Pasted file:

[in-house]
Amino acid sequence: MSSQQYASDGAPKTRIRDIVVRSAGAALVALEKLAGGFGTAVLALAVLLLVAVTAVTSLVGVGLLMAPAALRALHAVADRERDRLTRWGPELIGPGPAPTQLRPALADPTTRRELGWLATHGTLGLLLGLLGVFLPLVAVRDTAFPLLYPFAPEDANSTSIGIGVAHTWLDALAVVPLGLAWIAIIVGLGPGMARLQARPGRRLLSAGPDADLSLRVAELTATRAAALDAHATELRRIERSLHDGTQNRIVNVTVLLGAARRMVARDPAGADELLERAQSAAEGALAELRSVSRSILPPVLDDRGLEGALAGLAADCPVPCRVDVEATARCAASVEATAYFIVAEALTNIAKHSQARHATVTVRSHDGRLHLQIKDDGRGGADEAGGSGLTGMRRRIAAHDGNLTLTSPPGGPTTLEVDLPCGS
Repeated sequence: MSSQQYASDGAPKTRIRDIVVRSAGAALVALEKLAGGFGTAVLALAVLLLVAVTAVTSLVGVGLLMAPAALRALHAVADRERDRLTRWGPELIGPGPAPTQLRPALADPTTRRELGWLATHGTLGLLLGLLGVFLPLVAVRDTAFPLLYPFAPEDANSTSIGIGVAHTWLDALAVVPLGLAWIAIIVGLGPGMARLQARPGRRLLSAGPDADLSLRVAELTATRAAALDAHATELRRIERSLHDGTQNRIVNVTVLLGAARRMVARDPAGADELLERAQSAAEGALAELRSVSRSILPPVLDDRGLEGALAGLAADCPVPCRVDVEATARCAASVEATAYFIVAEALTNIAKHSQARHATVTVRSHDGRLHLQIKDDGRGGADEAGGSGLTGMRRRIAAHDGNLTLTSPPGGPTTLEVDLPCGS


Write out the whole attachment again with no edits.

[in-house]
Amino acid sequence: MSSQQYASDGAPKTRIRDIVVRSAGAALVALEKLAGGFGTAVLALAVLLLVAVTAVTSLVGVGLLMAPAALRALHAVADRERDRLTRWGPELIGPGPAPTQLRPALADPTTRRELGWLATHGTLGLLLGLLGVFLPLVAVRDTAFPLLYPFAPEDANSTSIGIGVAHTWLDALAVVPLGLAWIAIIVGLGPGMARLQARPGRRLLSAGPDADLSLRVAELTATRAAALDAHATELRRIERSLHDGTQNRIVNVTVLLGAARRMVARDPAGADELLERAQSAAEGALAELRSVSRSILPPVLDDRGLEGALAGLAADCPVPCRVDVEATARCAASVEATAYFIVAEALTNIAKHSQARHATVTVRSHDGRLHLQIKDDGRGGADEAGGSGLTGMRRRIAAHDGNLTLTSPPGGPTTLEVDLPCGS
Repeated sequence: MSSQQYASDGAPKTRIRDIVVRSAGAALVALEKLAGGFGTAVLALAVLLLVAVTAVTSLVGVGLLMAPAALRALHAVADRERDRLTRWGPELIGPGPAPTQLRPALADPTTRRELGWLATHGTLGLLLGLLGVFLPLVAVRDTAFPLLYPFAPEDANSTSIGIGVAHTWLDALAVVPLGLAWIAIIVGLGPGMARLQARPGRRLLSAGPDADLSLRVAELTATRAAALDAHATELRRIERSLHDGTQNRIVNVTVLLGAARRMVARDPAGADELLERAQSAAEGALAELRSVSRSILPPVLDDRGLEGALAGLAADCPVPCRVDVEATARCAASVEATAYFIVAEALTNIAKHSQARHATVTVRSHDGRLHLQIKDDGRGGADEAGGSGLTGMRRRIAAHDGNLTLTSPPGGPTTLEVDLPCGS